Editor’s note: RheumMadness is the place for everyone crazy about rheumatology to connect, collaborate, compete and learn together. During RheumMadness, rheumatology concepts represent teams that compete against each other in a tournament, much like basketball teams do in the NCAA’s March Madness tournament. In a series for The Rheumatologist, readers will get a chance to read the scouting reports for each concept team. These reports are written by rheumatology fellows from 13 programs throughout the U.S.
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Explore This IssueMay 2022
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Region: Animal House Team: Dalmatian Urate
Humans and great apes are the only mammals that lack uricase, an enzyme that metabolizes purines into allantoin, which is easily excreted in urine. Instead, in hominidae, purines are broken down into uric acid, which in elevated levels can lead to gout.
Dalmatians, like most mammals, possess uricase. Unlike other dog breeds, they have defects in both renal tubular reabsorption of filtered urate and the hepatic conversion of uric acid to allantoin. Thus, Dalmatians can provide unique insight into uric acid homeostasis. Although these defects roughly offset one another, they still lead to elevated urinary uric acid levels that increase the risk of uric acid nephrolithiasis in Dalmatians.1
Organ transplant studies have helped elucidate the specific driver of elevated uric acid in the Dalmatian breed. Reciprocal renal transplants between Dalmatians and mutts (i.e., non-breed dogs) demonstrated that transplanted donor kidneys assumed the urinary excretion pattern of the recipient.1 In contrast, a study of reciprocal hepatic transplants showed that the urinary excretion and serum urate of the recipient followed that of the donor liver. These findings suggest the liver is the main driver of uric acid metabolism in Dalmatians.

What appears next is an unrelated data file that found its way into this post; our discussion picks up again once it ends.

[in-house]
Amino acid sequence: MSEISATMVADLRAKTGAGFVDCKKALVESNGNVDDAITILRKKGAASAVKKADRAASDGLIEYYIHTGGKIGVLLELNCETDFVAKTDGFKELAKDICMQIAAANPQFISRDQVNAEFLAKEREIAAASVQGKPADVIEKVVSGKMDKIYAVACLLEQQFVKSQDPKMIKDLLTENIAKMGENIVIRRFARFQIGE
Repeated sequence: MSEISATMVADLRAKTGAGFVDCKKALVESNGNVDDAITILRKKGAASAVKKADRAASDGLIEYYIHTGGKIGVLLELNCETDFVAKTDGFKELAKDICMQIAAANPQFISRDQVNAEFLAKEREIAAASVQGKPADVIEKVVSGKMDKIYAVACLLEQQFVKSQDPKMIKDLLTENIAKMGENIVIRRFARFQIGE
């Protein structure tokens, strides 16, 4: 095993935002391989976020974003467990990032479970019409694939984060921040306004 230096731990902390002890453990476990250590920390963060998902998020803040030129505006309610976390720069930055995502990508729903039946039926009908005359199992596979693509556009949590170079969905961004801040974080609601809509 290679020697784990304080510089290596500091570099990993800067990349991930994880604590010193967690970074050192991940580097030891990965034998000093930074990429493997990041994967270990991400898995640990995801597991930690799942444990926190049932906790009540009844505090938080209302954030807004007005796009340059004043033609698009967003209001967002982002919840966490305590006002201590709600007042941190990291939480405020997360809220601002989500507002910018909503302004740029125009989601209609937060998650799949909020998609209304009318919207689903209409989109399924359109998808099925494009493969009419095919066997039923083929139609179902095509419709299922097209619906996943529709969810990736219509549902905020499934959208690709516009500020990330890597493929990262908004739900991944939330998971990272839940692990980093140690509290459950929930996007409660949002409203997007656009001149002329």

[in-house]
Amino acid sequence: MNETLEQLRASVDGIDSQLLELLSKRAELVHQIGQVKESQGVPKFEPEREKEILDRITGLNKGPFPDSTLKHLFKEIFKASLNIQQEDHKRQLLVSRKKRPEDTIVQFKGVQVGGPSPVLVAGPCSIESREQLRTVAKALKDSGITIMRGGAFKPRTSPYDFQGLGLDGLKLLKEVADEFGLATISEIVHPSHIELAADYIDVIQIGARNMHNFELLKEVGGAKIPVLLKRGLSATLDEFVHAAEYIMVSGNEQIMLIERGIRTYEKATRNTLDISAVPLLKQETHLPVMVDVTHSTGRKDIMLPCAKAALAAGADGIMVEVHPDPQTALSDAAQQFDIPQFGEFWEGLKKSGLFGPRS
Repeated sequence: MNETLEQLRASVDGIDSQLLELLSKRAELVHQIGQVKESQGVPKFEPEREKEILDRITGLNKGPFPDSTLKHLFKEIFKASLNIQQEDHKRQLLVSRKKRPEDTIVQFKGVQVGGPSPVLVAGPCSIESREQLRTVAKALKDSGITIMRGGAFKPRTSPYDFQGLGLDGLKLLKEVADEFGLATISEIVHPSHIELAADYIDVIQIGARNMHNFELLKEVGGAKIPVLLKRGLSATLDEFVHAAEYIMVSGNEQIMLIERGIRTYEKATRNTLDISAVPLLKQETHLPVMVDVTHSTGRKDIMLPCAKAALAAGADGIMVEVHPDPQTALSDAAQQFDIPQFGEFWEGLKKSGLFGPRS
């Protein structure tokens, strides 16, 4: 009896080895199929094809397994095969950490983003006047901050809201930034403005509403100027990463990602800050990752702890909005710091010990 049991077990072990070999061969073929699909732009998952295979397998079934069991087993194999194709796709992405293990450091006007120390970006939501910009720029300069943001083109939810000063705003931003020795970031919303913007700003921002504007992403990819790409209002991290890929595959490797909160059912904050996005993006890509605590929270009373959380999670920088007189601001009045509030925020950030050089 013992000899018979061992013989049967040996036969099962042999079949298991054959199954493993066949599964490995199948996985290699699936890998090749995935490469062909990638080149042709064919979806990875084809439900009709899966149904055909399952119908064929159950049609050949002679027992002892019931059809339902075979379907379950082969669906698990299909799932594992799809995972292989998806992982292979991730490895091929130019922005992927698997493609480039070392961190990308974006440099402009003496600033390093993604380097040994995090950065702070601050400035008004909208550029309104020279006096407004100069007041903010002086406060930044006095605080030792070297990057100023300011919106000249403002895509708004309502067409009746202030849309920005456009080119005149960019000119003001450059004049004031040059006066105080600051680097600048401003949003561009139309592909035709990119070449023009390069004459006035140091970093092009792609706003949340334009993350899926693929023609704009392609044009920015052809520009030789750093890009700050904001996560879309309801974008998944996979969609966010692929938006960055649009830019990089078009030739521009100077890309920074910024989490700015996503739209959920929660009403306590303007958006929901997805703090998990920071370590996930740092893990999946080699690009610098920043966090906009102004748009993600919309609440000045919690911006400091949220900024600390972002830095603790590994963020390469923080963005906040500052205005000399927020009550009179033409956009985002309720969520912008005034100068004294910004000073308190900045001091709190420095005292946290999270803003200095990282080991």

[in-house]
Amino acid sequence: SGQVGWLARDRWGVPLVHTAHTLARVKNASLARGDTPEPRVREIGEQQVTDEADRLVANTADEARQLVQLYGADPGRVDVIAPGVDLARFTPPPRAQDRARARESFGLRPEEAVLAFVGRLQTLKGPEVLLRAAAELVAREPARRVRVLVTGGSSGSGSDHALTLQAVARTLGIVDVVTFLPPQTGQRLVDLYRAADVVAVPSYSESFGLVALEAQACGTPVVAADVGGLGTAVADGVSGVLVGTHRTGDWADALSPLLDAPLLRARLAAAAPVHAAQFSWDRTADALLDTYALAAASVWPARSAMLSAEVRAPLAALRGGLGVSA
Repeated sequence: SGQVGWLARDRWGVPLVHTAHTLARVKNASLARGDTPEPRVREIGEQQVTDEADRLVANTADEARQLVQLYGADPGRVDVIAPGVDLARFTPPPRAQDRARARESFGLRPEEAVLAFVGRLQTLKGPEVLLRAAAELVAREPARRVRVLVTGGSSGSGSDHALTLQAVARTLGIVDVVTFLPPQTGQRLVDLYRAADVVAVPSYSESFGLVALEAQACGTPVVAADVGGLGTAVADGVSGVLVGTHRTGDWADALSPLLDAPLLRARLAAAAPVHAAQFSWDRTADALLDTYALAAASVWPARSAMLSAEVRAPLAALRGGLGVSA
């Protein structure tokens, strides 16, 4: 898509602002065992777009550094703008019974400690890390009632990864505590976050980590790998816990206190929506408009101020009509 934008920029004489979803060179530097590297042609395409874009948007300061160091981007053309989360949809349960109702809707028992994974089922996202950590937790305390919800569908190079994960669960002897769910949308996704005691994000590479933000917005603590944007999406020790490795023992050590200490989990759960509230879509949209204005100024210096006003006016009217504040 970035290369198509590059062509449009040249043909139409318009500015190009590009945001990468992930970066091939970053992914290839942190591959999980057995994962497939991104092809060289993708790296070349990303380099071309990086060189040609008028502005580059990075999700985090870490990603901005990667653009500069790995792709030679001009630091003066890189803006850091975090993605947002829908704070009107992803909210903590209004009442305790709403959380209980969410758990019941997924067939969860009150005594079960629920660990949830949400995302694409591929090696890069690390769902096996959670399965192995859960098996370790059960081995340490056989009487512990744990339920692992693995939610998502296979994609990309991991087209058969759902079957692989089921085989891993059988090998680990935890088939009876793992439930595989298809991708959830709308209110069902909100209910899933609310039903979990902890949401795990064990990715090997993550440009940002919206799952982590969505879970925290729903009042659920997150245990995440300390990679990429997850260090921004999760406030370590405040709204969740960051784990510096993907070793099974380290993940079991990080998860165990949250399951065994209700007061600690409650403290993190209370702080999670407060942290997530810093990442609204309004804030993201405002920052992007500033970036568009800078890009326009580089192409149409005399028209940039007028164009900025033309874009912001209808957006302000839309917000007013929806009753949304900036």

Initially, this phenomenon was hypothesized to be due to the presence of a promoter of urate uptake in the mutt liver or an inhibitor of urate uptake in the Dalmatian liver.
Further studies showed that with successful engraftment of mutt hepatocytes into Dalmatian livers, the Dalmatians experienced a decrease in serum urate levels and a decrease in urinary uric acid secretion. This finding suggests livers of mutts promote transport across hepatic membranes, as well as across renal cell membranes. The authors suggest this driver, evidently missing in Dalmatians, may be a circulating hormone—similar to insulin—that regulates the mobilization of the URAT1 transporter.1